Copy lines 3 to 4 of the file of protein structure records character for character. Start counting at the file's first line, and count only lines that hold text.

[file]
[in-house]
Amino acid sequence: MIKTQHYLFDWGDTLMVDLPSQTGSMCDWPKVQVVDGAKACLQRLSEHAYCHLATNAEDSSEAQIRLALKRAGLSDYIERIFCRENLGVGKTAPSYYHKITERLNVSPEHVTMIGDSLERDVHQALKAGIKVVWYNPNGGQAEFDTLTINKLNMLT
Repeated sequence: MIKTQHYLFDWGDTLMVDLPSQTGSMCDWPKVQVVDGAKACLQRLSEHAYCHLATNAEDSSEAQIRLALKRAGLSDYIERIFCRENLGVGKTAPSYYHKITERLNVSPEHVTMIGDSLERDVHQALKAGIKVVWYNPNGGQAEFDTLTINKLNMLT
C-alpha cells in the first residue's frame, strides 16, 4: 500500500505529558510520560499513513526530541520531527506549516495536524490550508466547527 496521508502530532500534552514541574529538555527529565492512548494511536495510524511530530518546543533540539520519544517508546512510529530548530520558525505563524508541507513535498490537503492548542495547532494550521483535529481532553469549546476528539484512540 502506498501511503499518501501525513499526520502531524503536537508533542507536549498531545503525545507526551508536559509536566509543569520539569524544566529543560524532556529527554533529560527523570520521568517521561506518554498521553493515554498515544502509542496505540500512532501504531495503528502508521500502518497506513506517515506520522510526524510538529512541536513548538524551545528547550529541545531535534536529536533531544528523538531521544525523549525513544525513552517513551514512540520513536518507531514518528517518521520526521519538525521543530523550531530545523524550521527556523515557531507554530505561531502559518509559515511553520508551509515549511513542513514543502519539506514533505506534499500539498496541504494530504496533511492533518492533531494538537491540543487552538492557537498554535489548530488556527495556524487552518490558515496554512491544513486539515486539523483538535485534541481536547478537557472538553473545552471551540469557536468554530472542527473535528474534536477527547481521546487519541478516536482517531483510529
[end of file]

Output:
Repeated sequence: MIKTQHYLFDWGDTLMVDLPSQTGSMCDWPKVQVVDGAKACLQRLSEHAYCHLATNAEDSSEAQIRLALKRAGLSDYIERIFCRENLGVGKTAPSYYHKITERLNVSPEHVTMIGDSLERDVHQALKAGIKVVWYNPNGGQAEFDTLTINKLNMLT
C-alpha cells in the first residue's frame, strides 16, 4: 500500500505529558510520560499513513526530541520531527506549516495536524490550508466547527 496521508502530532500534552514541574529538555527529565492512548494511536495510524511530530518546543533540539520519544517508546512510529530548530520558525505563524508541507513535498490537503492548542495547532494550521483535529481532553469549546476528539484512540 502506498501511503499518501501525513499526520502531524503536537508533542507536549498531545503525545507526551508536559509536566509543569520539569524544566529543560524532556529527554533529560527523570520521568517521561506518554498521553493515554498515544502509542496505540500512532501504531495503528502508521500502518497506513506517515506520522510526524510538529512541536513548538524551545528547550529541545531535534536529536533531544528523538531521544525523549525513544525513552517513551514512540520513536518507531514518528517518521520526521519538525521543530523550531530545523524550521527556523515557531507554530505561531502559518509559515511553520508551509515549511513542513514543502519539506514533505506534499500539498496541504494530504496533511492533518492533531494538537491540543487552538492557537498554535489548530488556527495556524487552518490558515496554512491544513486539515486539523483538535485534541481536547478537557472538553473545552471551540469557536468554530472542527473535528474534536477527547481521546487519541478516536482517531483510529